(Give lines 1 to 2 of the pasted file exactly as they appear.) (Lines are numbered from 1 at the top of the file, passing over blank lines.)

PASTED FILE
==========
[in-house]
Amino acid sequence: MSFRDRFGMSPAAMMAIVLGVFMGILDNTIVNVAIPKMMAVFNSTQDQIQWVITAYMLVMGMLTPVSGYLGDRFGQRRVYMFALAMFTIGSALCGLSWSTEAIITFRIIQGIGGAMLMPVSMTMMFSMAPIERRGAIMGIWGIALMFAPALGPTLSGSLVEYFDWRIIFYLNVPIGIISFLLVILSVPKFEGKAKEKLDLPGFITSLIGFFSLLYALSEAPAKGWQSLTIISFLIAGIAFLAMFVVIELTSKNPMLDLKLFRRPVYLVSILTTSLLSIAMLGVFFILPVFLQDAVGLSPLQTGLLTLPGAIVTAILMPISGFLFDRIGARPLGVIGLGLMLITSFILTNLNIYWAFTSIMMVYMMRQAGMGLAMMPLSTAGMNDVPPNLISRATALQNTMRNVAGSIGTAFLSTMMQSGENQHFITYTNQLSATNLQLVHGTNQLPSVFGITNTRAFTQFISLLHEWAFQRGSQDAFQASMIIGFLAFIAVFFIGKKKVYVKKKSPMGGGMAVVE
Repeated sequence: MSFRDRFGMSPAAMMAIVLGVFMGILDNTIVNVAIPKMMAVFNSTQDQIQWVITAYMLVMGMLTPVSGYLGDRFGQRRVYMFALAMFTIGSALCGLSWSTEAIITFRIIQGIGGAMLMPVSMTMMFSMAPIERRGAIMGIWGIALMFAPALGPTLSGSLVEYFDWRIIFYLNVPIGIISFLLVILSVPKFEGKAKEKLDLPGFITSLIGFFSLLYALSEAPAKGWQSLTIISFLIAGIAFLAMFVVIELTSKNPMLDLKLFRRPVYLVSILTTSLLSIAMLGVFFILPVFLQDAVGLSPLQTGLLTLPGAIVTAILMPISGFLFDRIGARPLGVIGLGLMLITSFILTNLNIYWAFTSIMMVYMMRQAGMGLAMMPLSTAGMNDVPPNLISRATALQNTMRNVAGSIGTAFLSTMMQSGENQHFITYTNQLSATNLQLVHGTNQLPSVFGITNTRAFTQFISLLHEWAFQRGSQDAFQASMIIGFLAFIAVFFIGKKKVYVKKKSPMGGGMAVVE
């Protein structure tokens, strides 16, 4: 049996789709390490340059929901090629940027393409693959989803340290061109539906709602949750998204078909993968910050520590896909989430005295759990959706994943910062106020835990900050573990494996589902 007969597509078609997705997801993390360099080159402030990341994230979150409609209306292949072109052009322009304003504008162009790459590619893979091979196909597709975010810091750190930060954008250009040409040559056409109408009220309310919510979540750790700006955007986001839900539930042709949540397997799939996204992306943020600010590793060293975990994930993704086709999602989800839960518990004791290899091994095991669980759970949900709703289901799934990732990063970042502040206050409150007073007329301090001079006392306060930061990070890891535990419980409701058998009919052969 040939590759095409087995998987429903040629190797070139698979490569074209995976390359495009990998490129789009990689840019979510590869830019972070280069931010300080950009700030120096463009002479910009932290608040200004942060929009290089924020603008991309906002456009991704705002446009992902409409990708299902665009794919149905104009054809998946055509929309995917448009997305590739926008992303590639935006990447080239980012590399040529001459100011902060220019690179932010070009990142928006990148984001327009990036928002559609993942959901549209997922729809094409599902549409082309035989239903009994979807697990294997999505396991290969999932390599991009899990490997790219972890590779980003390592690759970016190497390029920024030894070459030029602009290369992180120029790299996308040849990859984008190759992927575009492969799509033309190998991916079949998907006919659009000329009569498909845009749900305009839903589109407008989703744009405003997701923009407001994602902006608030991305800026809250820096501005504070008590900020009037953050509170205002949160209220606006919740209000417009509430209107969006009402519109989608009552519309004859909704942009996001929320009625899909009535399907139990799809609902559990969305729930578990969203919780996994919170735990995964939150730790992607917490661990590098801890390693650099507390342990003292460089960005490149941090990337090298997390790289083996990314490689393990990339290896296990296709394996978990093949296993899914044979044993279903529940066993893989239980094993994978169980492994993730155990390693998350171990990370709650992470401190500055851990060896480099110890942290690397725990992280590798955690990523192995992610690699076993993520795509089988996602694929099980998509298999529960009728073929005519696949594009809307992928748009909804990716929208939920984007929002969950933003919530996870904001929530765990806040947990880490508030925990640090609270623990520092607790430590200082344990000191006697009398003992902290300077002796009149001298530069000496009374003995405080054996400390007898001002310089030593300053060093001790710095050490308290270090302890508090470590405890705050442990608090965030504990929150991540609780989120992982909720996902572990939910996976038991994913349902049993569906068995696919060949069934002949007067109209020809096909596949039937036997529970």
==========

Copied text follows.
[in-house]
Amino acid sequence: MSFRDRFGMSPAAMMAIVLGVFMGILDNTIVNVAIPKMMAVFNSTQDQIQWVITAYMLVMGMLTPVSGYLGDRFGQRRVYMFALAMFTIGSALCGLSWSTEAIITFRIIQGIGGAMLMPVSMTMMFSMAPIERRGAIMGIWGIALMFAPALGPTLSGSLVEYFDWRIIFYLNVPIGIISFLLVILSVPKFEGKAKEKLDLPGFITSLIGFFSLLYALSEAPAKGWQSLTIISFLIAGIAFLAMFVVIELTSKNPMLDLKLFRRPVYLVSILTTSLLSIAMLGVFFILPVFLQDAVGLSPLQTGLLTLPGAIVTAILMPISGFLFDRIGARPLGVIGLGLMLITSFILTNLNIYWAFTSIMMVYMMRQAGMGLAMMPLSTAGMNDVPPNLISRATALQNTMRNVAGSIGTAFLSTMMQSGENQHFITYTNQLSATNLQLVHGTNQLPSVFGITNTRAFTQFISLLHEWAFQRGSQDAFQASMIIGFLAFIAVFFIGKKKVYVKKKSPMGGGMAVVE